“The moon is naturally the first place to try to solve some really important challenges if we want to go on to other planets after that,” Turnock said. “Once you move out of the Earth’s low earth orbit you’re exposed to radiation. So a mission to Mars would expose astronauts to lengthy periods of cosmic radiation, going to the Moon is a good place to test a period of time with that type of challenge.”
The Emirates Mars Mission officially launched its "Hope Probe" to Mars on Sunday July 19, destined to reach the Red Planet by February 2021 in time for the 50th anniversary of the United Arab Emirates achieving independence. (Emirates Mars Mission)
However, considering the economic toll so many businesses and individuals around the world have suffered in recent months because of the COVID-19 pandemic, are such projects still worthy of government investment?
“I believe that is a totally wrong and stupid reaction,” Jan Wörner, director general of ESA said during the webinar, when considering that perspective.
Wörner has been a major proponent for increased European Union investment in developing solutions to enable human spaceflight, and sees the types of missions launching this summer by China, the UAE and United States as inspirational and a precursor to future human spaceflight to Mars. ESA’s current involvement in human spaceflight includes its own astronaut corps., a European module on the International Space Station and the European Service Module they will provide for the Space Launch System, which NASA claims will be the most powerful rocket it has ever built.
In November 2019, ESA received a 20 percent increase to its three-year budget to €12.5 billion, the largest it has seen in 25 years. Throughout the webinar, Wörner argued that more government-backed funding in human spaceflight is needed regardless of the current need to overcome the COVID-19 pandemic.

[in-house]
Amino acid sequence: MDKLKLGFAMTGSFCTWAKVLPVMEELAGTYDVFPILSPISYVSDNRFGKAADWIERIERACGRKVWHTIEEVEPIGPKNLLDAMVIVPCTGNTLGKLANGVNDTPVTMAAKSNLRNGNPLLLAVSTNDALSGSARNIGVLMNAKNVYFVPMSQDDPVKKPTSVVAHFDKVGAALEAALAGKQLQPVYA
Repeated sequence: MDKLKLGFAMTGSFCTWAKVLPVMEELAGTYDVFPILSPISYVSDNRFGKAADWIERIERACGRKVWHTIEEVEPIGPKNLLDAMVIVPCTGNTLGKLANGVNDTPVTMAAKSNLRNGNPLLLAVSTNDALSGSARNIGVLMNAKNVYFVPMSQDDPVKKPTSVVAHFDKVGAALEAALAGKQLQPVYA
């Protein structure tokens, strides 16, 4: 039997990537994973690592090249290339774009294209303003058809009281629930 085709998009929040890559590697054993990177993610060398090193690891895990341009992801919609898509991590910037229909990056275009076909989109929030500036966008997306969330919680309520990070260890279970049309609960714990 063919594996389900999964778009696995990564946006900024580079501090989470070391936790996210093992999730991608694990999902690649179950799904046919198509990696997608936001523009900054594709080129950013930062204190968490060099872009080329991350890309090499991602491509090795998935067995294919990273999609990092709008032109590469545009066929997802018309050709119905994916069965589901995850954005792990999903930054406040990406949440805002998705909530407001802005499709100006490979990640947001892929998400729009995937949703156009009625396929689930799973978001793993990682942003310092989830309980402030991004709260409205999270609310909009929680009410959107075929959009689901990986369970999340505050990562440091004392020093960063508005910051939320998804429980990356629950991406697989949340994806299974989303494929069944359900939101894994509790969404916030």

“I’m not so happy about all of these discussions coming from politicians,” Wörner said. “The normal people, whom I think are more important, they don’t worry about that. We asked them, we made a big survey and they said yes. Go for Space. Go for the Moon. Go for Mars. People are really looking at it as a positive mission for humankind, and not just as a question as to whether the Euro or the Pound is invested well. It is invested well, but this is not the point.”
Will Whitehorn, former president of Virgin Galactic and current president of UKSpace, said that he actually expects commercial investment in exploration and human spaceflight initiatives for Mars to increase as a result of the pandemic. The ability to use artificial intelligence to build technologies in space, he said, could lead to the use of solar power being “microwaved down to the planet” and the establishment of new space-based server farms as well.
“I think the events of the last four months means that the investment in Space increases quite dramatically over a five year period ahead and we will start to have industrial activities up there that we wouldn’t have conceived happening in 50 years happening in five, that will be one of the COVID effects,” Whitehorn said.
A major difference Whitehorn sees in the current government-industry appetite for the continued push toward sending humans to space, no matter how futuristic that may sound, is driven by real-world examples and commercial developments that are already happening.
“The economics of going to Mars made the idea of going to Mars in the modern era very far fetched, and a whole generation began thinking it is too difficult, they saw the problems with the Space Shuttle and got slightly disillusioned,” Whitehorn said.
“But we’re now in a generation who do not feel like that. They feel like the world is their oyster from the point of view of Space, because they’re seeing things like Virgin Galactic, Virgin Orbit and SpaceX do amazing things. Seeing Elon Musk building rockets capable of taking humans to Mars….people are excited about it again and that’s why science missions there are in the public eye. I think Elon’s pipe dream of ten years ago is moving to a possible reality.”